LONDON (Reuters) - Royal Dutch Shell (RDSa.L) could usurp its largest rival Exxon Mobil (XOM.N) as the energy sector’s biggest cash generator after higher oil and gas prices combined with an improved performance lifted its 2017 revenue.
Chief Executive Ben van Beurden has made no secret of his desire to challenge the dominance of the world’s largest listed oil company after its $54 billion purchase of BG Group in 2016 catapulted Shell into second place in terms of production.
The Anglo-Dutch company on Thursday reported a more than doubling of profit in 2017 to $16 billion, the highest since the start of the 2014 downturn as the effect of years of costs cuts and the integration of BG Group filtered through.
“We enter 2018 with continued discipline and confidence, committed to the delivery of strong returns and cash,” van Beurden said in a statement.
Cash flow from operations in 2017 rose to $35.65 billion from $20.62 billion a year earlier, putting Shell on course to beat Exxon, which is forecast to have generated $32.6 billion in 2017, according to estimates by Jefferies analysts. Exxon reports earnings on Friday.
Shell’s shares were however 1.5 percent lower at 1200 GMT, compared with a 0.16 decline in the FTSE 100 index, as its fourth quarter cash flow was lower than anticipated by analysts.
The cash growth was driven by a sharp recovery in oil prices in the second half of 2017, as the benchmark Brent price reached a three-year high of $70 a barrel.
But it was also due to a sector-wide drive to reduce costs to adapt to a world of “lower for longer” oil prices, as Shell and others cut thousands of jobs, lowered spending and brought in new technology to simplify field designs and operations.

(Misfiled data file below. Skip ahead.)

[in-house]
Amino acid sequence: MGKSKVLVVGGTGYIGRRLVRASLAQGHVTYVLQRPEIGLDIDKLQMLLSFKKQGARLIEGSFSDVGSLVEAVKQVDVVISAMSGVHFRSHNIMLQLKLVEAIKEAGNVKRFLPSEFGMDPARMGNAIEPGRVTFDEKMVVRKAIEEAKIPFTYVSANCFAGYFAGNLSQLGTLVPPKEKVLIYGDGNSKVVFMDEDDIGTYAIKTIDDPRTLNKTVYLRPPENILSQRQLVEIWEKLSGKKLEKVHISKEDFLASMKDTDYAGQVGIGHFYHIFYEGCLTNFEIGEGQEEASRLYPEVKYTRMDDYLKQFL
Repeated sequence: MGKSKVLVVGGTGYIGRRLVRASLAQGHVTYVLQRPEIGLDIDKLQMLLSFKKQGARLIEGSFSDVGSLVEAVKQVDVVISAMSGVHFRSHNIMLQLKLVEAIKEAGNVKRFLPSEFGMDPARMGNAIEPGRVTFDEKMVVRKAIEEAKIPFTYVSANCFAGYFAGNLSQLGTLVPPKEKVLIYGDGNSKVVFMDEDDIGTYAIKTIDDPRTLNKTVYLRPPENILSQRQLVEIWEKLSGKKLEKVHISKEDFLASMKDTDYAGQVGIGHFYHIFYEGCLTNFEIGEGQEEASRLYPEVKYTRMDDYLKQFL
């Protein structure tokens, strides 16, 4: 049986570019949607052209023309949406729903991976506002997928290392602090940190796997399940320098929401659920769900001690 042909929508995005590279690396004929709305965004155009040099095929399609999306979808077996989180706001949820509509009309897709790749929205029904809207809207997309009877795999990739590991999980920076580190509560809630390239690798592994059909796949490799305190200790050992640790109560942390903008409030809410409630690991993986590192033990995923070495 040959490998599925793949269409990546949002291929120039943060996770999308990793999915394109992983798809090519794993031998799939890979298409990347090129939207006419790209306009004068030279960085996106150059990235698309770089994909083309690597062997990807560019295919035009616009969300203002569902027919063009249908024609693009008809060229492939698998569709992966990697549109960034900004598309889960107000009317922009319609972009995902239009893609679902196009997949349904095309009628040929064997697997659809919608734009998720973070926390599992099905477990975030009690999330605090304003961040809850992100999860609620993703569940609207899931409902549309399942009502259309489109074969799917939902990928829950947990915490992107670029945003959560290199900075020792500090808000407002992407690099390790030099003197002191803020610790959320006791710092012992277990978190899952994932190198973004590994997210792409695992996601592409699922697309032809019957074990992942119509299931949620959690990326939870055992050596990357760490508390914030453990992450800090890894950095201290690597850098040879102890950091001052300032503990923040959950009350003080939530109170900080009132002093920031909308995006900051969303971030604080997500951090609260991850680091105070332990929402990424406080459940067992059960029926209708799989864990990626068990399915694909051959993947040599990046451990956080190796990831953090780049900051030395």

As a result Shell can now generate more cash than it did with oil prices above $100 a barrel and in November it raised its cash flow outlook from $25 billion to $30 billion by 2020, assuming an oil price of $60 a barrel.
Free cash flow — cash available to pay for dividends and share buybacks — rose to $27.6 billion from a negative $10.3 billion in 2016.
“We expect them to keep driving up efficiencies and reducing break evens to make it resilient and fit for the future. The BG deal seems to be paying off and the rationale for it is being proved right,” Rohan Murphy, energy analyst at Allianz Global Investors, said.
Shell in the fourth quarter scrapped its scrip dividend, in a sign that it is confident of being able to maintain around $15 billion in annual dividend payments without resorting to scrip or borrowing after a three-year oil price downturn.
Van Beurden said the company planned to start a three-year, $25 billion share buyback program “as soon as possible” as the company focuses first on reducing debt.
Shell’s oil and gas production in the fourth quarter rose from the previous quarter to 3.756 million barrels of oil equivalent per day (boed) from 3.657 million boed, but on a yearly basis, it fell 4 percent as a result of asset sales.
Production was expected to come down by 270,000 boed in 2018 as a result of divestments, including the sale of a North Sea portfolio to Chrysaor and its stake in Woodside Petroleum.
But Shell also plans to double its shale production in the United States, Canada and Argentina in the next 5-10 years from the current 275,000 barrels per day, Chief Financial Officer Jessica Uhl said.
Capital expenditure in 2017 was $24 billion, slightly lower than the $25-$30 billion range Shell set until 2020.
Shell’s fourth-quarter profit, based on a current cost of supplies (CCS) and excluding identified items, rose by 140 percent to $4.3 billion, slightly ahead of forecasts.
Shell said its gearing dropped to 24.8 percent from a peak of 29.2 percent in the third quarter of 2016 as it cut its debt to $74.65 billion.
And while it took a $2 billion charge due to new U.S. tax rules, Shell expects a longer-term boost.
Reporting by Ron Bousso; editing by Jason Neely, Alexander Smith and Jane Merriman